Tempeh, tofu, vital wheat gluten (to make seitan) are HUGE sources of protein. Tofu is extremely versatile and can be used to make high protein puddings, homemade mayo, "cheese" sauces, as a meat substitute in stir fries, scrambled "eggs" etc. Tempeh is great to add to tacos, stir fries, sliced in sandwiches, tempeh "bacon" strips, etc. Because it is fermented it is very easily digested and it's nutrients are highly bioavailable. I use vital wheat gluten on occasion to make "chicken" nuggets. Making seitan with vital wheat gluten is very easy. I have also used vital wheat gluten to add to homemade breads to boost protein and help them rise more. Vital wheat gluten is extremly high protein as gluten itself is a protein.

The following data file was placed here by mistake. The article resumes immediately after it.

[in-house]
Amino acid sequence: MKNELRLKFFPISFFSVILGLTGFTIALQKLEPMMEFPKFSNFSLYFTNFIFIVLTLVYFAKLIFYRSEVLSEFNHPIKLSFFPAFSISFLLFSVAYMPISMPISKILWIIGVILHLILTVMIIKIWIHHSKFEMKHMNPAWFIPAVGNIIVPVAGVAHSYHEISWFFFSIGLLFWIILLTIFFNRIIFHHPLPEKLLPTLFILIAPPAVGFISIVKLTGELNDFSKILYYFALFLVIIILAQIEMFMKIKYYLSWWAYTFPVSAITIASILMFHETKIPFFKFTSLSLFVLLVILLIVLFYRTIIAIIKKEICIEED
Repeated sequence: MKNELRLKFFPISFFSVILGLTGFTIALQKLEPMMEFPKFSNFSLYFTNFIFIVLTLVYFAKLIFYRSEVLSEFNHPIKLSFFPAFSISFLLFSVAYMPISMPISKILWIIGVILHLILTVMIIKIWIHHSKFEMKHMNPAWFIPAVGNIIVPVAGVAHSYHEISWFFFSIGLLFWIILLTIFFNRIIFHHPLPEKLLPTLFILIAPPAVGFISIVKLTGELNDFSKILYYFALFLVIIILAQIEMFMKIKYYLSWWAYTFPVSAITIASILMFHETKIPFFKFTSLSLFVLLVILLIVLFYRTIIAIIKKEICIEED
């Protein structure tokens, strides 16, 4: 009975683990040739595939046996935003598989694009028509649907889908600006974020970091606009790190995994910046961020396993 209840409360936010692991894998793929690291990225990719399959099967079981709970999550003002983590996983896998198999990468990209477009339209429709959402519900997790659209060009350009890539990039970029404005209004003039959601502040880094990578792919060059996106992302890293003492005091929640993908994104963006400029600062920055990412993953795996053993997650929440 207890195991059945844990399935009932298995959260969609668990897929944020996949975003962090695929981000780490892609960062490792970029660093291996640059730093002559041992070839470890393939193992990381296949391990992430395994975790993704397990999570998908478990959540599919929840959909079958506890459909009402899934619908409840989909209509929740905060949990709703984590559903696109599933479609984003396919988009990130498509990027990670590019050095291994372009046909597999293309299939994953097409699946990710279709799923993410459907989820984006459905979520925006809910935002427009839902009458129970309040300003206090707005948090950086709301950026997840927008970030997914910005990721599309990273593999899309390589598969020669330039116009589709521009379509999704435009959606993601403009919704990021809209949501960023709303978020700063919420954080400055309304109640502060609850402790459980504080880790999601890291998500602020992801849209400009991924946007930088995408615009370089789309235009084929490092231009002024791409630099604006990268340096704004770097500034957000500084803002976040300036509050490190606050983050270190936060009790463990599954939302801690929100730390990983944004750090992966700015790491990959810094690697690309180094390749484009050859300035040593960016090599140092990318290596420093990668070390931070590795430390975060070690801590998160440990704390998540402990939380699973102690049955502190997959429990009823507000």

And if you really still feel you need to boost your protein intake more, there are a variety of vegan protein powders out there, and many of them are soy free and gluten free if those are concerns. I sometimes use pure pea protein powder because there are no additives and no sugar added. There are rice protein powders, pea based, sprouted grain based, soy based, hemp based, and some with a mix of plant proteins.

Surprisingly, nutritional yeast flakes provide a good bit of protein. Two tablespoons have 8 grams of protein. I use nutritional yeast to make "cheese" sauce (I blend it with plant milk, sweet potato, with or without tofu, and spices like turmeric and garlic powder for a very creamy sauce to go over baked potatoes and broccoli or for macaroni and "cheese").